“The two landscapes ran into each other and made a new countryside altogether (not pretty, but desolate, beautiful and timeless).” (1)
The title of Garry Currin’s new exhibition, Atoms and Opinions, alludes to the way in which all experience is simultaneously founded upon immutable facts and coloured by infinitely changeable perspectives. The artist’s paintings encapsulate a perfectly poised tension between their internal architecture of painterly gesture, tone, and composition, and the shifting and subjective sensory impressions of viewers.
Movement is an integral part of Garry Currin’s paintings and his gestural sweeps of paint are accompanied by controlled elements that act as visual cues to reading the works’ internal structures. In The Lightning Speed of the Past I the centre of the image is dominated by blocks and vertical lines that tumble down the painting to a seemingly bottomless foreground. Vivid juxtapositions of light and dark spaces increase the sense of collapse and strong diagonals draw the viewer inwards . As a counterpoint to this tense energy, the relatively empty space at the top of the canvas is an area of visual respite where a flowing pencil line acts as a meditative marker.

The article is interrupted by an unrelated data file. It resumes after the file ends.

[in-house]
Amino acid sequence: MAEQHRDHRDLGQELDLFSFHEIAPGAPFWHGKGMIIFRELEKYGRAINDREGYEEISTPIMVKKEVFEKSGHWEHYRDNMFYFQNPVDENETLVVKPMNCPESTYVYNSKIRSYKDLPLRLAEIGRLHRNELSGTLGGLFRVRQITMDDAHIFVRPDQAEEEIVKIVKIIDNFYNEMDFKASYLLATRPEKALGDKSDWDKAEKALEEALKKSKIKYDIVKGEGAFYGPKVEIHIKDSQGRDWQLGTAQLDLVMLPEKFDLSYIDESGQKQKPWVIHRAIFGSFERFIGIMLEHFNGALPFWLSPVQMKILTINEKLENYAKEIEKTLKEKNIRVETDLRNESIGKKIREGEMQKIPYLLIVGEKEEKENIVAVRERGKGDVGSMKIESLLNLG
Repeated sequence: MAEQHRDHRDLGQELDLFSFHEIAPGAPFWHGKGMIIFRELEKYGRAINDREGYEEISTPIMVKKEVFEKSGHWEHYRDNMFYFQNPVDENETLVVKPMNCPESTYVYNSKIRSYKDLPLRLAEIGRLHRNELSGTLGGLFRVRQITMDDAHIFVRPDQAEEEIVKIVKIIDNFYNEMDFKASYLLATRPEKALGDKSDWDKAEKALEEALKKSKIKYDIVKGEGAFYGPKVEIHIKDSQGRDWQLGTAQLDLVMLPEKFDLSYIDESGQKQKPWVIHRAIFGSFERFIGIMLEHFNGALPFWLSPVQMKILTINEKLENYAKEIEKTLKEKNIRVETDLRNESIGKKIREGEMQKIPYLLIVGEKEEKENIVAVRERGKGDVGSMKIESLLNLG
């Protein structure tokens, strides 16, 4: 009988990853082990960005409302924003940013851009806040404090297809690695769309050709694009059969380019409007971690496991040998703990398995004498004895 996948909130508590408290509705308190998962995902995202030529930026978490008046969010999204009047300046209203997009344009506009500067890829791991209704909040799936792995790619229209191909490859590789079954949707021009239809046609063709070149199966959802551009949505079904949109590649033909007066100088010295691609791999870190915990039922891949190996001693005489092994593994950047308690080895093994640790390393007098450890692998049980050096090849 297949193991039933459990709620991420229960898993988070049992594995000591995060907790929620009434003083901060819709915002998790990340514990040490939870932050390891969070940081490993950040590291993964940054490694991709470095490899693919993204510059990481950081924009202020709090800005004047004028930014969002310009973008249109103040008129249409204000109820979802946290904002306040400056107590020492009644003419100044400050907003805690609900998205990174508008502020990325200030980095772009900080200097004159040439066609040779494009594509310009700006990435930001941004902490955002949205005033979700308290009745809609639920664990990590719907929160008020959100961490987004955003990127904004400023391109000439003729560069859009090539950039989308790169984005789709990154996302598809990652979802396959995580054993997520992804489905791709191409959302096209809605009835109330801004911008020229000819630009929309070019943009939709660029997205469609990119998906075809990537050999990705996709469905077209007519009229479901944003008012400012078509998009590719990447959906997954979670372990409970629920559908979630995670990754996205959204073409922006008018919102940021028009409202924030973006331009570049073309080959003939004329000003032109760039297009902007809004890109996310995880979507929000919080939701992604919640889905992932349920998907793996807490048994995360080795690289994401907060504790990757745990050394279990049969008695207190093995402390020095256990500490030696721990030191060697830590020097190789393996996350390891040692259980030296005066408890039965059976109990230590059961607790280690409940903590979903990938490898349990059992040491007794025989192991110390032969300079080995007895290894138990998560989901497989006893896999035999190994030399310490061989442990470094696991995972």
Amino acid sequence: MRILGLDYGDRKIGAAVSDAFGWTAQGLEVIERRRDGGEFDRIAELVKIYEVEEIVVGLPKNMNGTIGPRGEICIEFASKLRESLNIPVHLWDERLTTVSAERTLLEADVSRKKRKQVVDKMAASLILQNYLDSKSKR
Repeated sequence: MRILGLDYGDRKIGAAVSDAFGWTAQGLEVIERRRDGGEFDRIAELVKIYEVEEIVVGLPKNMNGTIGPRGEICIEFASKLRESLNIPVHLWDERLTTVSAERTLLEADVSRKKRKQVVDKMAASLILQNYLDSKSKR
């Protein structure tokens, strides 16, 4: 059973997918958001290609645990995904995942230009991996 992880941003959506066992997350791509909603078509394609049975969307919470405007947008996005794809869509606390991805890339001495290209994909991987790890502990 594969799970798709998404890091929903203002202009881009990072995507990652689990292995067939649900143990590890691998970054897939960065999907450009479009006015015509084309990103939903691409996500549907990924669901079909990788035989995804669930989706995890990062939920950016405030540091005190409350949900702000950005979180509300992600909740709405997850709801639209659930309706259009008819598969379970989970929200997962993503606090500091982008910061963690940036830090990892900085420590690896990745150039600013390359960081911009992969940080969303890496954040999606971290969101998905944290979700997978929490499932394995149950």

The large unstretched canvas that is the centrepiece of Atoms and Opinions also utilises strong compositional elements to create a visual and emotive experience of increasing disquiet. In The Light of One Day: Untitled Approach Currin inverts the expectation that objects closer to the viewer will possess more clarity. The work is divided into three distinct grounds and Currin directs the viewer’s initial attention to the background by providing a number of visual tropes that invite the identification of the painting as a landscape: a distant horizon, cloud-forms, headlands, roads. In contrast to this, the foreground of the canvas is filled with a dense, darkened form that defies immediate categorisation; the eye easily slides past this to the light, open space of the familiar.
As the viewer’s perspective moves back through the mid- and foreground however, recognisable features start to blur and flicker and there is no longer surety about what is being seen. The painter’s use of a limited tonal spectrum adds to the sense of a foreign (un)familiarity as does the constant shifting of light as external conditions change. The canvas becomes a space that is in constant flux, unsettling the viewer and requiring them to inscribe their own thoughts onto the work.